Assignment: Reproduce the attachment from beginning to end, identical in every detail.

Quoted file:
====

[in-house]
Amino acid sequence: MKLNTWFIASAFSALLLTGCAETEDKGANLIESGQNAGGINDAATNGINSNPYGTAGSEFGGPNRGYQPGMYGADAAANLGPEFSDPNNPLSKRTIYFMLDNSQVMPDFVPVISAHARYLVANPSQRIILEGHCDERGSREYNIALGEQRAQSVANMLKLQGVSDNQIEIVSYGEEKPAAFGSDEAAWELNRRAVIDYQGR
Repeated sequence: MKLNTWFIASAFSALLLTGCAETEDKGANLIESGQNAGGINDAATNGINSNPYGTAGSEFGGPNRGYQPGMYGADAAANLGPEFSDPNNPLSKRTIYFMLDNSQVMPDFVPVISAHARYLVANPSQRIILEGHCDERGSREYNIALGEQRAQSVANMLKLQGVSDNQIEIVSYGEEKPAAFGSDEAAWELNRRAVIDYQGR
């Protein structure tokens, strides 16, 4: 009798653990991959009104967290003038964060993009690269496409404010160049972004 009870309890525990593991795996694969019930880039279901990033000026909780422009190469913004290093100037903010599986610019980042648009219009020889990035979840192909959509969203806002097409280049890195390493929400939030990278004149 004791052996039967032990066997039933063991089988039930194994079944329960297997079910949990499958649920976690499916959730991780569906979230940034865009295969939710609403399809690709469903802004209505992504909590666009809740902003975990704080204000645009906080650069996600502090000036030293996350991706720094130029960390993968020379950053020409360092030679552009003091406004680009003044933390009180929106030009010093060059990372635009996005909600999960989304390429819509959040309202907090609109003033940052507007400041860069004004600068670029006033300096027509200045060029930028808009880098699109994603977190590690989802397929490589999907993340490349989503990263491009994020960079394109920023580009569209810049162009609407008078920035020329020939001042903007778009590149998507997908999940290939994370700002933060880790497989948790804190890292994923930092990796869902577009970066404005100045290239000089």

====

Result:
[in-house]
Amino acid sequence: MKLNTWFIASAFSALLLTGCAETEDKGANLIESGQNAGGINDAATNGINSNPYGTAGSEFGGPNRGYQPGMYGADAAANLGPEFSDPNNPLSKRTIYFMLDNSQVMPDFVPVISAHARYLVANPSQRIILEGHCDERGSREYNIALGEQRAQSVANMLKLQGVSDNQIEIVSYGEEKPAAFGSDEAAWELNRRAVIDYQGR
Repeated sequence: MKLNTWFIASAFSALLLTGCAETEDKGANLIESGQNAGGINDAATNGINSNPYGTAGSEFGGPNRGYQPGMYGADAAANLGPEFSDPNNPLSKRTIYFMLDNSQVMPDFVPVISAHARYLVANPSQRIILEGHCDERGSREYNIALGEQRAQSVANMLKLQGVSDNQIEIVSYGEEKPAAFGSDEAAWELNRRAVIDYQGR
């Protein structure tokens, strides 16, 4: 009798653990991959009104967290003038964060993009690269496409404010160049972004 009870309890525990593991795996694969019930880039279901990033000026909780422009190469913004290093100037903010599986610019980042648009219009020889990035979840192909959509969203806002097409280049890195390493929400939030990278004149 004791052996039967032990066997039933063991089988039930194994079944329960297997079910949990499958649920976690499916959730991780569906979230940034865009295969939710609403399809690709469903802004209505992504909590666009809740902003975990704080204000645009906080650069996600502090000036030293996350991706720094130029960390993968020379950053020409360092030679552009003091406004680009003044933390009180929106030009010093060059990372635009996005909600999960989304390429819509959040309202907090609109003033940052507007400041860069004004600068670029006033300096027509200045060029930028808009880098699109994603977190590690989802397929490589999907993340490349989503990263491009994020960079394109920023580009569209810049162009609407008078920035020329020939001042903007778009590149998507997908999940290939994370700002933060880790497989948790804190890292994923930092990796869902577009970066404005100045290239000089």